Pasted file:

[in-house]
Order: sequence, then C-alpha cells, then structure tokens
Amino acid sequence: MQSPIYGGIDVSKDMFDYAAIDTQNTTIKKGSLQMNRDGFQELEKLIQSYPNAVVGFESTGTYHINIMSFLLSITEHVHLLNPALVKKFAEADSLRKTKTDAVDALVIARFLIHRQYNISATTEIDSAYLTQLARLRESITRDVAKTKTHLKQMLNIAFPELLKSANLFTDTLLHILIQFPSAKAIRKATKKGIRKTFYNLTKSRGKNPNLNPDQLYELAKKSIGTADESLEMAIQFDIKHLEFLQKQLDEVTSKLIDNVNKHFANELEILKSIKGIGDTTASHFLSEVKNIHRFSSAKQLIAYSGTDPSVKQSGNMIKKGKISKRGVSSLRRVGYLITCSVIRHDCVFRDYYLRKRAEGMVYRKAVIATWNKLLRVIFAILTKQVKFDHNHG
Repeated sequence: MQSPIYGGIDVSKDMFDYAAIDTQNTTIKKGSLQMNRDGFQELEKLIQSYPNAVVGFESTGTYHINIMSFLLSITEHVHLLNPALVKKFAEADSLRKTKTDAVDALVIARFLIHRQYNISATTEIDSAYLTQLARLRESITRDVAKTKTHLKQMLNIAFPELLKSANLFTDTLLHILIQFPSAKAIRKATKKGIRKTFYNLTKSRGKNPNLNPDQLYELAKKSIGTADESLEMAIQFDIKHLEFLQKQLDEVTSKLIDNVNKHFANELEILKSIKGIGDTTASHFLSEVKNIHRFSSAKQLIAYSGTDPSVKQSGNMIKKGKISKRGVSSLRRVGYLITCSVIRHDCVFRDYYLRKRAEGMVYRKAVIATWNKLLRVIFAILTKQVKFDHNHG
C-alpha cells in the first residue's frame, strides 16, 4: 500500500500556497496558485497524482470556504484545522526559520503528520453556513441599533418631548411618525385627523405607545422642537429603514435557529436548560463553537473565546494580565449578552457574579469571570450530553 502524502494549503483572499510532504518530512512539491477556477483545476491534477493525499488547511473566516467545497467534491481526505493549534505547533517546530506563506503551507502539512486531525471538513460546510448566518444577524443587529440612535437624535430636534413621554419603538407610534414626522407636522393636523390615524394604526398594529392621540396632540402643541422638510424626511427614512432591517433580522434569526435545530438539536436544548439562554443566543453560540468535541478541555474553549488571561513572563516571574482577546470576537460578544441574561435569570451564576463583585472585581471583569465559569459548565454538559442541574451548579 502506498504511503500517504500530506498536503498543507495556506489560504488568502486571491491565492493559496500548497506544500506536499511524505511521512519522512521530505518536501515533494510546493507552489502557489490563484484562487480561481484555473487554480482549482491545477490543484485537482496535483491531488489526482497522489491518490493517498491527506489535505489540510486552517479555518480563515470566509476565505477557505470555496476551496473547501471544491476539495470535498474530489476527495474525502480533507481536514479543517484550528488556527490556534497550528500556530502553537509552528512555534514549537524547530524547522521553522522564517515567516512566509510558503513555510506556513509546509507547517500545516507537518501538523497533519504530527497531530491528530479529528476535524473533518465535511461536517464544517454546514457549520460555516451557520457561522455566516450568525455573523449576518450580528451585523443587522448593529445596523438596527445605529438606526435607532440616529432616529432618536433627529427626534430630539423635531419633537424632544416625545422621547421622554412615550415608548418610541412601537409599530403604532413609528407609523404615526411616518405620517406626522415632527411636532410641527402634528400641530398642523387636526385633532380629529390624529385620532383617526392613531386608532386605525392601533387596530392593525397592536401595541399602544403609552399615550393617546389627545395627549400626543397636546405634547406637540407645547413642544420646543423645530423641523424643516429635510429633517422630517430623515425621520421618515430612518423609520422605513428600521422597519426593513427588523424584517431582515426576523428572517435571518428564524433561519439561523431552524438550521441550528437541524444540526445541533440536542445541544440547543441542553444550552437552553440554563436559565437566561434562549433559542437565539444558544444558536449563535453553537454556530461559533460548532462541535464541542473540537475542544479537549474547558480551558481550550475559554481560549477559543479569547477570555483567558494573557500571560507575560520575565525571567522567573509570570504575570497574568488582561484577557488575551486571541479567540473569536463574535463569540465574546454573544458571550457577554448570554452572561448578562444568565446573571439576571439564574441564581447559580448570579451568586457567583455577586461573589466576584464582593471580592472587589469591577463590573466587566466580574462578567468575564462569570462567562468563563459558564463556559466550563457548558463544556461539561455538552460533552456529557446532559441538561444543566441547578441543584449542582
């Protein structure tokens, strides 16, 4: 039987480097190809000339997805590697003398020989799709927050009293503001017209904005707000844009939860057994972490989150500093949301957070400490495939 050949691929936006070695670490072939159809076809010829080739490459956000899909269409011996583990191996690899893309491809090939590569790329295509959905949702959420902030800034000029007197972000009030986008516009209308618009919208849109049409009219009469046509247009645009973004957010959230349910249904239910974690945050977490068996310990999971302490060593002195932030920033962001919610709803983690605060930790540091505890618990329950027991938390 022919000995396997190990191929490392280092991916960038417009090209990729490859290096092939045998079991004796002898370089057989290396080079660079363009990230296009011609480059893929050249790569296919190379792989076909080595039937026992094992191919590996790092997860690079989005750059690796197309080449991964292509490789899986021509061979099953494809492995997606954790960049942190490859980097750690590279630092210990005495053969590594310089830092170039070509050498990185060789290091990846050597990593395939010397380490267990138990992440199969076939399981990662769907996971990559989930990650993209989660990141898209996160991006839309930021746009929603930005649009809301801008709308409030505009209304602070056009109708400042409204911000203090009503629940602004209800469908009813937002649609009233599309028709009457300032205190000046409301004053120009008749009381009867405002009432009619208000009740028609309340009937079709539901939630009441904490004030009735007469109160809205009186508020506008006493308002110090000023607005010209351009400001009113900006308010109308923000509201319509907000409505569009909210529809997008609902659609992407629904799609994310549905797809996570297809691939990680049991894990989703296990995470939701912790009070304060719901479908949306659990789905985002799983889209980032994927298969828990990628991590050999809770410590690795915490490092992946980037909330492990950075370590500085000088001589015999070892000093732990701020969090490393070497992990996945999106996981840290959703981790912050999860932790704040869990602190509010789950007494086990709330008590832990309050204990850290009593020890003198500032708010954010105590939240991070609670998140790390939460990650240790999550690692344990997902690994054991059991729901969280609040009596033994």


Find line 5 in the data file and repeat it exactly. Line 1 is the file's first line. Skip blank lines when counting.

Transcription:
C-alpha cells in the first residue's frame, strides 16, 4: 500500500500556497496558485497524482470556504484545522526559520503528520453556513441599533418631548411618525385627523405607545422642537429603514435557529436548560463553537473565546494580565449578552457574579469571570450530553 502524502494549503483572499510532504518530512512539491477556477483545476491534477493525499488547511473566516467545497467534491481526505493549534505547533517546530506563506503551507502539512486531525471538513460546510448566518444577524443587529440612535437624535430636534413621554419603538407610534414626522407636522393636523390615524394604526398594529392621540396632540402643541422638510424626511427614512432591517433580522434569526435545530438539536436544548439562554443566543453560540468535541478541555474553549488571561513572563516571574482577546470576537460578544441574561435569570451564576463583585472585581471583569465559569459548565454538559442541574451548579 502506498504511503500517504500530506498536503498543507495556506489560504488568502486571491491565492493559496500548497506544500506536499511524505511521512519522512521530505518536501515533494510546493507552489502557489490563484484562487480561481484555473487554480482549482491545477490543484485537482496535483491531488489526482497522489491518490493517498491527506489535505489540510486552517479555518480563515470566509476565505477557505470555496476551496473547501471544491476539495470535498474530489476527495474525502480533507481536514479543517484550528488556527490556534497550528500556530502553537509552528512555534514549537524547530524547522521553522522564517515567516512566509510558503513555510506556513509546509507547517500545516507537518501538523497533519504530527497531530491528530479529528476535524473533518465535511461536517464544517454546514457549520460555516451557520457561522455566516450568525455573523449576518450580528451585523443587522448593529445596523438596527445605529438606526435607532440616529432616529432618536433627529427626534430630539423635531419633537424632544416625545422621547421622554412615550415608548418610541412601537409599530403604532413609528407609523404615526411616518405620517406626522415632527411636532410641527402634528400641530398642523387636526385633532380629529390624529385620532383617526392613531386608532386605525392601533387596530392593525397592536401595541399602544403609552399615550393617546389627545395627549400626543397636546405634547406637540407645547413642544420646543423645530423641523424643516429635510429633517422630517430623515425621520421618515430612518423609520422605513428600521422597519426593513427588523424584517431582515426576523428572517435571518428564524433561519439561523431552524438550521441550528437541524444540526445541533440536542445541544440547543441542553444550552437552553440554563436559565437566561434562549433559542437565539444558544444558536449563535453553537454556530461559533460548532462541535464541542473540537475542544479537549474547558480551558481550550475559554481560549477559543479569547477570555483567558494573557500571560507575560520575565525571567522567573509570570504575570497574568488582561484577557488575551486571541479567540473569536463574535463569540465574546454573544458571550457577554448570554452572561448578562444568565446573571439576571439564574441564581447559580448570579451568586457567583455577586461573589466576584464582593471580592472587589469591577463590573466587566466580574462578567468575564462569570462567562468563563459558564463556559466550563457548558463544556461539561455538552460533552456529557446532559441538561444543566441547578441543584449542582